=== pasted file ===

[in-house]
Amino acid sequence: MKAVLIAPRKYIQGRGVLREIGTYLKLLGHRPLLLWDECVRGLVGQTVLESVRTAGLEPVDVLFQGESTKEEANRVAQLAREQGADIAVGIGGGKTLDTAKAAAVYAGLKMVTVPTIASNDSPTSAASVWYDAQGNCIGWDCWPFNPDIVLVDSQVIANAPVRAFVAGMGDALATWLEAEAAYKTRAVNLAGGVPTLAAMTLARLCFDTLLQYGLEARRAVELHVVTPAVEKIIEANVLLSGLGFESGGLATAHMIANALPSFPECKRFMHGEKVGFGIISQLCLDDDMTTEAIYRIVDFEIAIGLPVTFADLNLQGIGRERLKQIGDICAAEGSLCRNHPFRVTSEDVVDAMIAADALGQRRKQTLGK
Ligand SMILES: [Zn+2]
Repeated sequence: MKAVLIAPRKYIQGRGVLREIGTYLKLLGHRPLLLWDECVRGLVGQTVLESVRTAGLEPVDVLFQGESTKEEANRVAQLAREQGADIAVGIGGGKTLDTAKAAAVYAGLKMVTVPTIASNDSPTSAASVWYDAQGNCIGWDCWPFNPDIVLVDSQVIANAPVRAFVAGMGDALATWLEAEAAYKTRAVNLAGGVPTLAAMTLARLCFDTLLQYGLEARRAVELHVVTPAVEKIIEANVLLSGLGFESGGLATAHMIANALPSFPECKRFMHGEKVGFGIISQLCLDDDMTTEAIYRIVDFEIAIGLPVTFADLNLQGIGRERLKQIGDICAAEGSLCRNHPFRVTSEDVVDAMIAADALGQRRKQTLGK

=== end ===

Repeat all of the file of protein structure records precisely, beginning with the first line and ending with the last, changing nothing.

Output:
[in-house]
Amino acid sequence: MKAVLIAPRKYIQGRGVLREIGTYLKLLGHRPLLLWDECVRGLVGQTVLESVRTAGLEPVDVLFQGESTKEEANRVAQLAREQGADIAVGIGGGKTLDTAKAAAVYAGLKMVTVPTIASNDSPTSAASVWYDAQGNCIGWDCWPFNPDIVLVDSQVIANAPVRAFVAGMGDALATWLEAEAAYKTRAVNLAGGVPTLAAMTLARLCFDTLLQYGLEARRAVELHVVTPAVEKIIEANVLLSGLGFESGGLATAHMIANALPSFPECKRFMHGEKVGFGIISQLCLDDDMTTEAIYRIVDFEIAIGLPVTFADLNLQGIGRERLKQIGDICAAEGSLCRNHPFRVTSEDVVDAMIAADALGQRRKQTLGK
Ligand SMILES: [Zn+2]
Repeated sequence: MKAVLIAPRKYIQGRGVLREIGTYLKLLGHRPLLLWDECVRGLVGQTVLESVRTAGLEPVDVLFQGESTKEEANRVAQLAREQGADIAVGIGGGKTLDTAKAAAVYAGLKMVTVPTIASNDSPTSAASVWYDAQGNCIGWDCWPFNPDIVLVDSQVIANAPVRAFVAGMGDALATWLEAEAAYKTRAVNLAGGVPTLAAMTLARLCFDTLLQYGLEARRAVELHVVTPAVEKIIEANVLLSGLGFESGGLATAHMIANALPSFPECKRFMHGEKVGFGIISQLCLDDDMTTEAIYRIVDFEIAIGLPVTFADLNLQGIGRERLKQIGDICAAEGSLCRNHPFRVTSEDVVDAMIAADALGQRRKQTLGK